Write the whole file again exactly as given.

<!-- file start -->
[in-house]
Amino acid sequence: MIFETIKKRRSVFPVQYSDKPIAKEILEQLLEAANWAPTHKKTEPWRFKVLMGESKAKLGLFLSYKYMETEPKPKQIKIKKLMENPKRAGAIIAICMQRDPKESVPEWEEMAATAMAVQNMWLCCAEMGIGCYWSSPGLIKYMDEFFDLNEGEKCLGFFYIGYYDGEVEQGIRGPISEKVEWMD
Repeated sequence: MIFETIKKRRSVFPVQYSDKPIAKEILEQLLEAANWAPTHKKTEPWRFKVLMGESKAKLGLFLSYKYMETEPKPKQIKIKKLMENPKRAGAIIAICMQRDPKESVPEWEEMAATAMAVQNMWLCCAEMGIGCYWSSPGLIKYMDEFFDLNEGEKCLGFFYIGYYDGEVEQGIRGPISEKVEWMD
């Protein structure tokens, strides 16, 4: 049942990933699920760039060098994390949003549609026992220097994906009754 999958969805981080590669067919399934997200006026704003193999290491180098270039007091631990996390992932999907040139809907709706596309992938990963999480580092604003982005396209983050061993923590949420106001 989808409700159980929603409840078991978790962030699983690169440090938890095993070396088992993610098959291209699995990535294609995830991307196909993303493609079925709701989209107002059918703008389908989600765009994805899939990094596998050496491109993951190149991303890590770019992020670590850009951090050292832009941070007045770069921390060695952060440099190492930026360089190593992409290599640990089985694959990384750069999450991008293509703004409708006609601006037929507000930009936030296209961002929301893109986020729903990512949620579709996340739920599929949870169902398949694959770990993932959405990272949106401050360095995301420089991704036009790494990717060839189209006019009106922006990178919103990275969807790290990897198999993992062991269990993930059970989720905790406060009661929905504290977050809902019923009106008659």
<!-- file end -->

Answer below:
[in-house]
Amino acid sequence: MIFETIKKRRSVFPVQYSDKPIAKEILEQLLEAANWAPTHKKTEPWRFKVLMGESKAKLGLFLSYKYMETEPKPKQIKIKKLMENPKRAGAIIAICMQRDPKESVPEWEEMAATAMAVQNMWLCCAEMGIGCYWSSPGLIKYMDEFFDLNEGEKCLGFFYIGYYDGEVEQGIRGPISEKVEWMD
Repeated sequence: MIFETIKKRRSVFPVQYSDKPIAKEILEQLLEAANWAPTHKKTEPWRFKVLMGESKAKLGLFLSYKYMETEPKPKQIKIKKLMENPKRAGAIIAICMQRDPKESVPEWEEMAATAMAVQNMWLCCAEMGIGCYWSSPGLIKYMDEFFDLNEGEKCLGFFYIGYYDGEVEQGIRGPISEKVEWMD
């Protein structure tokens, strides 16, 4: 049942990933699920760039060098994390949003549609026992220097994906009754 999958969805981080590669067919399934997200006026704003193999290491180098270039007091631990996390992932999907040139809907709706596309992938990963999480580092604003982005396209983050061993923590949420106001 989808409700159980929603409840078991978790962030699983690169440090938890095993070396088992993610098959291209699995990535294609995830991307196909993303493609079925709701989209107002059918703008389908989600765009994805899939990094596998050496491109993951190149991303890590770019992020670590850009951090050292832009941070007045770069921390060695952060440099190492930026360089190593992409290599640990089985694959990384750069999450991008293509703004409708006609601006037929507000930009936030296209961002929301893109986020729903990512949620579709996340739920599929949870169902398949694959770990993932959405990272949106401050360095995301420089991704036009790494990717060839189209006019009106922006990178919103990275969807790290990897198999993992062991269990993930059970989720905790406060009661929905504290977050809902019923009106008659």